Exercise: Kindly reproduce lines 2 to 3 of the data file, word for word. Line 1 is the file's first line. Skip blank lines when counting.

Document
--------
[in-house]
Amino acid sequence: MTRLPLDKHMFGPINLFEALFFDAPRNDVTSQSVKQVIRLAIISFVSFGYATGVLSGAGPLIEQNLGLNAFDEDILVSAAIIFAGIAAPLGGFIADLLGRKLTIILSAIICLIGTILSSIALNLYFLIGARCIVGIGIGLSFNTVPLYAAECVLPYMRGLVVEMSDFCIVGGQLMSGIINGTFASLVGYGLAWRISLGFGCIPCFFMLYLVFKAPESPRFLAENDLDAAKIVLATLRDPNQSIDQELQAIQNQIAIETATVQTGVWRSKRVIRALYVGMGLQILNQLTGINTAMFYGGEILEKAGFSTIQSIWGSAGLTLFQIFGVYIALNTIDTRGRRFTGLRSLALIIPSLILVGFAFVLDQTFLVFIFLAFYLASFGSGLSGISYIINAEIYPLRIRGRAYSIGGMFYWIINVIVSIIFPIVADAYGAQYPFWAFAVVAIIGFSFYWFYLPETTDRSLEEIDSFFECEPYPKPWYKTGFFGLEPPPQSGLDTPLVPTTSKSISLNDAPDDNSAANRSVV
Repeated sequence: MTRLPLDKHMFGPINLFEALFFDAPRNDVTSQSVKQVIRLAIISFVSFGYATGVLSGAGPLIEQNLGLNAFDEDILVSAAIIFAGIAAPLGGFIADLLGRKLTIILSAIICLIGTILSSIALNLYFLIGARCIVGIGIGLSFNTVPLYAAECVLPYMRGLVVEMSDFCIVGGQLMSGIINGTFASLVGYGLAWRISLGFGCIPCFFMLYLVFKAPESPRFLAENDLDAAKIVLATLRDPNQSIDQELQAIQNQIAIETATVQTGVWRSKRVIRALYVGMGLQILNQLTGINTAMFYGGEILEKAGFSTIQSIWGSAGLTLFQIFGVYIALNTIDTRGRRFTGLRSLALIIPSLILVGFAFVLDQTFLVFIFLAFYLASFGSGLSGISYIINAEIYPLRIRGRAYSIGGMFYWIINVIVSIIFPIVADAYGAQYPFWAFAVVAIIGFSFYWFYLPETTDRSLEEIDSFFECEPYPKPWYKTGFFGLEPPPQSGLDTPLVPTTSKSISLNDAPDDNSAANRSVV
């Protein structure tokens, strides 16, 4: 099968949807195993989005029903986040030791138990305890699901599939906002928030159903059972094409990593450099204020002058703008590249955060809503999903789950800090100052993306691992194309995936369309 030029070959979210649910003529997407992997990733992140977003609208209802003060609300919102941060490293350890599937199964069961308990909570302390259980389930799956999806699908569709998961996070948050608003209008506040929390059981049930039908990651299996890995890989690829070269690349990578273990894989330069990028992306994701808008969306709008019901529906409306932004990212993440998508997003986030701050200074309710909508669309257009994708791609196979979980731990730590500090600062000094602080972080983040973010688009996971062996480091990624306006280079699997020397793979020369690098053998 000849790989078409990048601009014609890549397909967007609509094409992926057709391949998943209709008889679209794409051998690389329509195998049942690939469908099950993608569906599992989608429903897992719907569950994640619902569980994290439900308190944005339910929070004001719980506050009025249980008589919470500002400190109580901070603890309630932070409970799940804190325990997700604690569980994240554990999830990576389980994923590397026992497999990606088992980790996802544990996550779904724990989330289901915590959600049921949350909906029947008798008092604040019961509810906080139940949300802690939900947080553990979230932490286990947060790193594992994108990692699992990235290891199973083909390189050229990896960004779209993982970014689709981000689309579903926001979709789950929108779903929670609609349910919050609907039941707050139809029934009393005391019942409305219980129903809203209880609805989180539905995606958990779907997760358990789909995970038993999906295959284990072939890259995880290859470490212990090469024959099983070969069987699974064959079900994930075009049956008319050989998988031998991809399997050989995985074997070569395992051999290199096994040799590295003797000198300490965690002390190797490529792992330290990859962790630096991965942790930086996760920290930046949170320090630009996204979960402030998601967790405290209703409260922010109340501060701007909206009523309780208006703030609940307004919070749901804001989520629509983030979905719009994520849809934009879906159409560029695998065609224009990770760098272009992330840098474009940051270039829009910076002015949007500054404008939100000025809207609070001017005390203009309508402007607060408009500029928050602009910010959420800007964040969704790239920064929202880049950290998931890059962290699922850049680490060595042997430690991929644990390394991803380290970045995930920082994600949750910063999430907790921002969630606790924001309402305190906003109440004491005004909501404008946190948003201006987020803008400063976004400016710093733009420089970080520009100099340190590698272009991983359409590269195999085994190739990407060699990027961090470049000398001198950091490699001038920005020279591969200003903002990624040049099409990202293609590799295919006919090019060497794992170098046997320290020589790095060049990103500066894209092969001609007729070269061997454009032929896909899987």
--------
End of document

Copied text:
Amino acid sequence: MTRLPLDKHMFGPINLFEALFFDAPRNDVTSQSVKQVIRLAIISFVSFGYATGVLSGAGPLIEQNLGLNAFDEDILVSAAIIFAGIAAPLGGFIADLLGRKLTIILSAIICLIGTILSSIALNLYFLIGARCIVGIGIGLSFNTVPLYAAECVLPYMRGLVVEMSDFCIVGGQLMSGIINGTFASLVGYGLAWRISLGFGCIPCFFMLYLVFKAPESPRFLAENDLDAAKIVLATLRDPNQSIDQELQAIQNQIAIETATVQTGVWRSKRVIRALYVGMGLQILNQLTGINTAMFYGGEILEKAGFSTIQSIWGSAGLTLFQIFGVYIALNTIDTRGRRFTGLRSLALIIPSLILVGFAFVLDQTFLVFIFLAFYLASFGSGLSGISYIINAEIYPLRIRGRAYSIGGMFYWIINVIVSIIFPIVADAYGAQYPFWAFAVVAIIGFSFYWFYLPETTDRSLEEIDSFFECEPYPKPWYKTGFFGLEPPPQSGLDTPLVPTTSKSISLNDAPDDNSAANRSVV
Repeated sequence: MTRLPLDKHMFGPINLFEALFFDAPRNDVTSQSVKQVIRLAIISFVSFGYATGVLSGAGPLIEQNLGLNAFDEDILVSAAIIFAGIAAPLGGFIADLLGRKLTIILSAIICLIGTILSSIALNLYFLIGARCIVGIGIGLSFNTVPLYAAECVLPYMRGLVVEMSDFCIVGGQLMSGIINGTFASLVGYGLAWRISLGFGCIPCFFMLYLVFKAPESPRFLAENDLDAAKIVLATLRDPNQSIDQELQAIQNQIAIETATVQTGVWRSKRVIRALYVGMGLQILNQLTGINTAMFYGGEILEKAGFSTIQSIWGSAGLTLFQIFGVYIALNTIDTRGRRFTGLRSLALIIPSLILVGFAFVLDQTFLVFIFLAFYLASFGSGLSGISYIINAEIYPLRIRGRAYSIGGMFYWIINVIVSIIFPIVADAYGAQYPFWAFAVVAIIGFSFYWFYLPETTDRSLEEIDSFFECEPYPKPWYKTGFFGLEPPPQSGLDTPLVPTTSKSISLNDAPDDNSAANRSVV